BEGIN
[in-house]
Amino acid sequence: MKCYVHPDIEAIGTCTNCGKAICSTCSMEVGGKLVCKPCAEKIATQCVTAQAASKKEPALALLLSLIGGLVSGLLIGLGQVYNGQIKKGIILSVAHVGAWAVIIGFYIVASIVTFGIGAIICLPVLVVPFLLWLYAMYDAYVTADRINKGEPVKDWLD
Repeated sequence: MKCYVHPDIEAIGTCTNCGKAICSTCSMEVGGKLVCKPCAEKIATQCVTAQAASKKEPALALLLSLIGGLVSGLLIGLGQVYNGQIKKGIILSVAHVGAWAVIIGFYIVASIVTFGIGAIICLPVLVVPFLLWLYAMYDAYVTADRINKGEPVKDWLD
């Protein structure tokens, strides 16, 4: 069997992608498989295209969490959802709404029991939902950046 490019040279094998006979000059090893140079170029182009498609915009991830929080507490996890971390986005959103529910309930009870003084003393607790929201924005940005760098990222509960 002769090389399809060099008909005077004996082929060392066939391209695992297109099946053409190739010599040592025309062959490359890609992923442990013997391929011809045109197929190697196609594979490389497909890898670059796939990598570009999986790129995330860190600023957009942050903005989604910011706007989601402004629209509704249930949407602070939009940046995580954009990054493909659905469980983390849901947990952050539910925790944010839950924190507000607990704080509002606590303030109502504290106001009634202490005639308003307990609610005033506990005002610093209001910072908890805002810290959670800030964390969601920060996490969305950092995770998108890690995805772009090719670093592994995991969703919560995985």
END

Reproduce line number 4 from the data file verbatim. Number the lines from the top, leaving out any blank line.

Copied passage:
């Protein structure tokens, strides 16, 4: 069997992608498989295209969490959802709404029991939902950046 490019040279094998006979000059090893140079170029182009498609915009991830929080507490996890971390986005959103529910309930009870003084003393607790929201924005940005760098990222509960 002769090389399809060099008909005077004996082929060392066939391209695992297109099946053409190739010599040592025309062959490359890609992923442990013997391929011809045109197929190697196609594979490389497909890898670059796939990598570009999986790129995330860190600023957009942050903005989604910011706007989601402004629209509704249930949407602070939009940046995580954009990054493909659905469980983390849901947990952050539910925790944010839950924190507000607990704080509002606590303030109502504290106001009634202490005639308003307990609610005033506990005002610093209001910072908890805002810290959670800030964390969601920060996490969305950092995770998108890690995805772009090719670093592994995991969703919560995985």